The Duke Of Edinburgh Attends The Captain General's Parade
The Duke Of Edinburgh Attends The Captain General's Parade

Inside Prince Philip’s final days

Prince Philip's hopes for an orderly retirement were kiboshed by COVID-19.

He was 96 when he officially retired, with his last formal engagement a celebration of servicemen who had completed a lengthy trek as part of the Royal Marines Charity.

With his ailing health, which included chronic arthritis, Philip took a step back from public life in 2017, although he had already wound back his engagements after being forced to pull out of commitments the previous winter when he contracted a heavy cold.

 

He retired to Wood Farm, a cottage on the grounds of the Queen's Sandringham estate, where he planned to host family and friends and spend his final years doing the things he loved - reading, painting watercolours and writing letters.

While at Wood Farm, he oversaw the installation of a new kitchen in the modest cottage.

He also completed carriage driving events, the equestrian sport he competed in and helped develop after giving up polo in 1971.

 

The period at Sandringham marked a new chapter for the Queen and the Duke of Edinburgh, with the two sometimes forced to spend weeks apart - although the couple celebrated their 70th wedding anniversary shortly after his retirement with a low key family dinner at Windsor.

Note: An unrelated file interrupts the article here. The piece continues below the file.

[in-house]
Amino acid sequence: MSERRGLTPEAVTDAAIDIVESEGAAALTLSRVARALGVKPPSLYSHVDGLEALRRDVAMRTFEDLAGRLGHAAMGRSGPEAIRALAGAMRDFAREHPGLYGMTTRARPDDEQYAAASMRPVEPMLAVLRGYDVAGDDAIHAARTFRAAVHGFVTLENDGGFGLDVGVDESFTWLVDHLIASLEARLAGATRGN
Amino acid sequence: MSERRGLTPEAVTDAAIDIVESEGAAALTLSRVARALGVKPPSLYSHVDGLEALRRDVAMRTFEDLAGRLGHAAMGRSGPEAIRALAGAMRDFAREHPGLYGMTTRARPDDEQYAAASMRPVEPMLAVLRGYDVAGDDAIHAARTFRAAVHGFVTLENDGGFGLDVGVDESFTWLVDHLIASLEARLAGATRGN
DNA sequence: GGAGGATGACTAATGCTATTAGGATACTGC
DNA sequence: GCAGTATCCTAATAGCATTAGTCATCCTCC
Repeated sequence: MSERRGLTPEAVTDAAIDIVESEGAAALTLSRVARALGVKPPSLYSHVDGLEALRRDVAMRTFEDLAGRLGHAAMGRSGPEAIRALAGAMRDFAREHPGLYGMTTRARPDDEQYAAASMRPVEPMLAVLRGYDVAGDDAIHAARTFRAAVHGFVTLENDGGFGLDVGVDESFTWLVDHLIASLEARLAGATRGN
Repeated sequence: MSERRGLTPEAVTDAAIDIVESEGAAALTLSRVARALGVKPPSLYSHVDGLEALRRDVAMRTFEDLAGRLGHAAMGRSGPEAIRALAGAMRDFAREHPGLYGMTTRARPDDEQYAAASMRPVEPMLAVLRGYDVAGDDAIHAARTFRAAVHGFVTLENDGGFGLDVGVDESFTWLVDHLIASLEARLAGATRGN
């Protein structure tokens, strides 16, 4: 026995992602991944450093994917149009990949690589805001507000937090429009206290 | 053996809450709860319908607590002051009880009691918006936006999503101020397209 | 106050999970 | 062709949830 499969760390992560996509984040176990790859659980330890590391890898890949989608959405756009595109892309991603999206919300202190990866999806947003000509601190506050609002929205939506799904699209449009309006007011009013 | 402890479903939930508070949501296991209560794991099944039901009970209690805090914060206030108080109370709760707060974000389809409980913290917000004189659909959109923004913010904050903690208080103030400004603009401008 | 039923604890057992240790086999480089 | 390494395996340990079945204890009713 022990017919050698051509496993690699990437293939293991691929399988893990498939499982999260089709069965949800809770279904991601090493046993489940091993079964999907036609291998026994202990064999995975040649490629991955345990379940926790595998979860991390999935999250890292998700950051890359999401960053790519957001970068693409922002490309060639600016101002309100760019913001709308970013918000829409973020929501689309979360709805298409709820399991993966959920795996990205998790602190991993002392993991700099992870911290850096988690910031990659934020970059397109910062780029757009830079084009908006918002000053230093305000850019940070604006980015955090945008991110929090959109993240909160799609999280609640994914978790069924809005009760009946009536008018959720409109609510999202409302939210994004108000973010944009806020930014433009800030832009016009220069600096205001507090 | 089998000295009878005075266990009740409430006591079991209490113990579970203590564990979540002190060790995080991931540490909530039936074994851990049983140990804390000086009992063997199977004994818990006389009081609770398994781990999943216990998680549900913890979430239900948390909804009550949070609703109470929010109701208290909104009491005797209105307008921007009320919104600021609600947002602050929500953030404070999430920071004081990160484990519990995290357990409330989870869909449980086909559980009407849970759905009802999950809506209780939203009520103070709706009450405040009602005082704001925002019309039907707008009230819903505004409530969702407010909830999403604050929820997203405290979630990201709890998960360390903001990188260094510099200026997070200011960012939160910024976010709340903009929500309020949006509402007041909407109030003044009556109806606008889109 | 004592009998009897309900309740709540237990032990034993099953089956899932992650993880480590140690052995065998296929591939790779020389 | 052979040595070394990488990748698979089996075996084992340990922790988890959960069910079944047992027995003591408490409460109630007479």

Philip would sometimes travel with the Queen by helicopter and sometimes stayed at Windsor Castle.

While he did not take part in public duties, the Duke still joined the Queen in events for staff such as judging a fancy dress competition at Balmoral.

The Queen would come to visit him at Wood Farm but she could never stay long as she was drawn away for official engagements even though she, too, had dialled back her public appearances.

The Duke reportedly relished spending his time at Wood Farm, where he enjoyed painting and visits from family members.

 

"He is enjoying reading things he's always wanted to read and gets up to what he wants without an equerry telling him he has to be elsewhere, or a camera following him," a friend reportedly told the Daily Mail soon after Philip's retirement.

Prince Harry's wedding to Meghan Markle in May 2018 was a highlight of the Duke's retirement years, with the then 96-year-old looking to be in remarkable form, just weeks after a hip replacement.

But the plans for a fuss-free retirement were dealt a blow in 2020 when COVID-19 prompted the Queen and the Duke to isolate together at Windsor Castle.

The pandemic touched the Royal Family personally, with both Prince Charles and Prince William contracting COVID-19. The associated lockdowns meant the Queen made no official public appearances between March and October.

Both the Queen and the Duke received the first of their COVID-19 vaccinations in January, at Windsor Castle.

But their time together in isolation was not long, with the Prince admitted to hospital on February 16.

He returned to Windsor Castle on March 16 and died there on April 9.

Originally published as Inside Prince Philip's final days



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